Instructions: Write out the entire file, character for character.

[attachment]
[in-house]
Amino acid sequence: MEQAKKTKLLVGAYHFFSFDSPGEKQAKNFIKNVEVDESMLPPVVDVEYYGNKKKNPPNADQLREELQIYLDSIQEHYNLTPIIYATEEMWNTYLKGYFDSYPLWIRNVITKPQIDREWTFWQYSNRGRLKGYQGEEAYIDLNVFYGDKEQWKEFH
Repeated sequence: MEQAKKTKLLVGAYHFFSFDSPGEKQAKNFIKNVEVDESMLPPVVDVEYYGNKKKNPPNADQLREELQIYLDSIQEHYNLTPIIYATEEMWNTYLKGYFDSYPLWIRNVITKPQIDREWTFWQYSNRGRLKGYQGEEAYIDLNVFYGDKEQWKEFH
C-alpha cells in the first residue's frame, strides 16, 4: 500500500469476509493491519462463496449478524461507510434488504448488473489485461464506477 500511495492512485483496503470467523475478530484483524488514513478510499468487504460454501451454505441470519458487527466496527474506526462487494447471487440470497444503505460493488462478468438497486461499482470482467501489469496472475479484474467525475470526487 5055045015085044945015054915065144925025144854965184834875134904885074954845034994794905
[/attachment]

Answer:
[in-house]
Amino acid sequence: MEQAKKTKLLVGAYHFFSFDSPGEKQAKNFIKNVEVDESMLPPVVDVEYYGNKKKNPPNADQLREELQIYLDSIQEHYNLTPIIYATEEMWNTYLKGYFDSYPLWIRNVITKPQIDREWTFWQYSNRGRLKGYQGEEAYIDLNVFYGDKEQWKEFH
Repeated sequence: MEQAKKTKLLVGAYHFFSFDSPGEKQAKNFIKNVEVDESMLPPVVDVEYYGNKKKNPPNADQLREELQIYLDSIQEHYNLTPIIYATEEMWNTYLKGYFDSYPLWIRNVITKPQIDREWTFWQYSNRGRLKGYQGEEAYIDLNVFYGDKEQWKEFH
C-alpha cells in the first residue's frame, strides 16, 4: 500500500469476509493491519462463496449478524461507510434488504448488473489485461464506477 500511495492512485483496503470467523475478530484483524488514513478510499468487504460454501451454505441470519458487527466496527474506526462487494447471487440470497444503505460493488462478468438497486461499482470482467501489469496472475479484474467525475470526487 5055045015085044945015054915065144925025144854965184834875134904885074954845034994794905